Before the season began, the Chicago Cubs weren’t expected to compete for very much of anything other than staying out of the National League Central division cellar. However, while their main competition for such distinction, the Houston Astros, have exceeded all expectations, the Cubs have somehow managed to fail to meet the already meagre hopes of their fan base.

After losing 12 games in a row, including a humiliating weekend series sweep at the hand of the Pittsburgh Pirates, the Cubs find themselves tied with the Minnesota Twins as the worst team in baseball. For Cubs supporters, just about the only thing there is to look forward to is the call up of first baseman prospect Anthony Rizzo, who along with Zach Cates, was absolutely stolen from the San Diego Padres for the low, low price of Andrew Cashner and Kyung-Min Na this off season.

Rizzo made his Major League debut last season with the Padres, playing in 49 games and accruing 68 days of service. His unimpressive results, which may have had a hand in San Diego’s seemingly rash decision to move him, should be taken with an enormous grain of salt considering he was only 21 at the time. A year later, he’s positively raking at Triple A for the Cubs, having already hit 17 home runs in less than 200 plate appearances while further frightening opposing pitchers with his .360 isolated slugging and .474 wOBA.

However, with those 68 days of service on his resume, Chicago is unlikely to call him up until they can be assured that the first baseman doesn’t acquire an entire year’s worth of service time. That means the team must avoid having Rizzo on the Major League roster for 104 or more days this season. Doing so would make the young slugger eligible for free agency in 2017 instead of 2018. It could mean as much as $10 million in the difference between an arbitration-eligible contract and a free-agent one, or it could mean one less year with the club if Chicago isn’t in a position to retain Rizzo. Helping matters in this quest to limit service time is Bryan LaHair, who until just recently, has surprisingly been one of the best hitters in all of baseball while playing first base for the Cubs.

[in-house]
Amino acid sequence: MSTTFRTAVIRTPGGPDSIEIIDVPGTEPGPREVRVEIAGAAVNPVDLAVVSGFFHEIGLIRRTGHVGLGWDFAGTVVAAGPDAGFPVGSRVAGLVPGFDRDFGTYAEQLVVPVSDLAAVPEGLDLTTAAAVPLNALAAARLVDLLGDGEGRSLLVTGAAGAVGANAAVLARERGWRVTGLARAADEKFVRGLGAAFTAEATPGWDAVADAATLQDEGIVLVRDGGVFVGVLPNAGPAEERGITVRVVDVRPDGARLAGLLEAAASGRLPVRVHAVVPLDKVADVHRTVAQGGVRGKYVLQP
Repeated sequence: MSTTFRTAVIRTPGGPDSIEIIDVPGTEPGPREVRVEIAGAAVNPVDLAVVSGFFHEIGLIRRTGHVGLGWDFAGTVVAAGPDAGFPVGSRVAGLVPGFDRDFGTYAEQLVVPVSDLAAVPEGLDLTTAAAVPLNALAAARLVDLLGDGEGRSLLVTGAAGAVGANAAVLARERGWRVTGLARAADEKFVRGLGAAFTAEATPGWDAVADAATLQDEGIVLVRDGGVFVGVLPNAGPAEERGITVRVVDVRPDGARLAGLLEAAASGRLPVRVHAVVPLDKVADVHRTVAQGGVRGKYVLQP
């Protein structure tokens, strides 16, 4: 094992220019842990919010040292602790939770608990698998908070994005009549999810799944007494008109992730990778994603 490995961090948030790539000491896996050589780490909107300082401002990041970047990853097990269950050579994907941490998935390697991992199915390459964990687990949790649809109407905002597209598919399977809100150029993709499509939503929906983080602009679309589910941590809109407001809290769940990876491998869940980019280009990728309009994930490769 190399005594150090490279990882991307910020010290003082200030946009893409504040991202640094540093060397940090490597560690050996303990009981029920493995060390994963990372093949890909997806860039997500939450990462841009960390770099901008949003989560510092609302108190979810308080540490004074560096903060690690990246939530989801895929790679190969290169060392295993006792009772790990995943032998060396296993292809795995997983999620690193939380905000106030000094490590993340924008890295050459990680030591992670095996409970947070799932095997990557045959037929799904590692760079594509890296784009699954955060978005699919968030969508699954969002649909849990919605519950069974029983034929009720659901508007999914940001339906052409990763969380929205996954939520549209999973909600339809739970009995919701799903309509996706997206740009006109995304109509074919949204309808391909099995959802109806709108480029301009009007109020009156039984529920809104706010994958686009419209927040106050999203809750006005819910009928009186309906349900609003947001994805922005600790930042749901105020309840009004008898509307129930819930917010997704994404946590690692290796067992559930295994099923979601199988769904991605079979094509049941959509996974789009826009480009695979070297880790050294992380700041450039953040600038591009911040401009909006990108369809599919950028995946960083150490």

Despite the reasoning behind the delays to call up Rizzo, fans want to see the future at first base, and if that means moving LaHair to the outfield and causing the team to lose Rizzo early or have to pay more to keep Rizzo longer, well, so be it.

This was never more apparent than last night, when Rizzo was pulled from Chicago’s Triple A affiliate’s game in the sixth inning without any injury being reported. Within minutes rumours, speculation and innuendo was swarming social media with the firm belief that a call up was imminent. For Toronto Blue Jays fans, the hysteria was reminiscent of last year’s Brett Lawrie watch, when every single move made at Triple A Las Vegas seem to have implications leading to his arrival with the big club.

However, there was no such premature call up. Rizzo was taken out of the game due to a wrist injury, so reports of 44 jerseys being printed for use at Wrigley Field appear to be exaggerated … for now. And for now, that’s the smart play. However, we can most likely expect to see Rizzo called up after the All-Star break when the timing makes a bit more sense.


And The Rest

Philadelphia Phillies starter Roy Halladay continues to prove that he’s actually human, or at least more cyborg than all out robot. Shoulder soreness has been bothering him for a while. [Comcast Sportsnet Philadelphia]

Derek Jeter passes George Brett on the all time hit list. [The Star-Ledger]

After dominating the Cleveland Indians this weekend, the Chicago White Sox find themselves a mere half game out of first place in the American League Central. [Baseball Musings]

Woody Paige firmly believes that the Colorado Rockies must put an end to the Dan O’Dowd era. [Denver Post]

The greatest sports radio call in show moment of all time ever. [DJF]

San Francisco Giants second baseman Freddy Sanchez has yet another injury setback. [Comcast Sportsnet Bay Area]

Heath Bell is still the official closer for the Miami Marlins. [Baseball Nation]

Washington Nationals rookie outfielder Bryce Harper went oppo taco for the first time and sprinted around the bases. [Nats Enquirer]

Milwaukee Brewers fans are pretty darn good. [Milwaukee Journal Sentinel]

The end is looming for Colorado Rockies pitcher Jamie Moyer. [Heaven And Helton]

I’m not sure if this expanded or contracted Brandon Beachy’s strike zone. Kerwin Danley, welcome to hard ball. [Scott Lewis]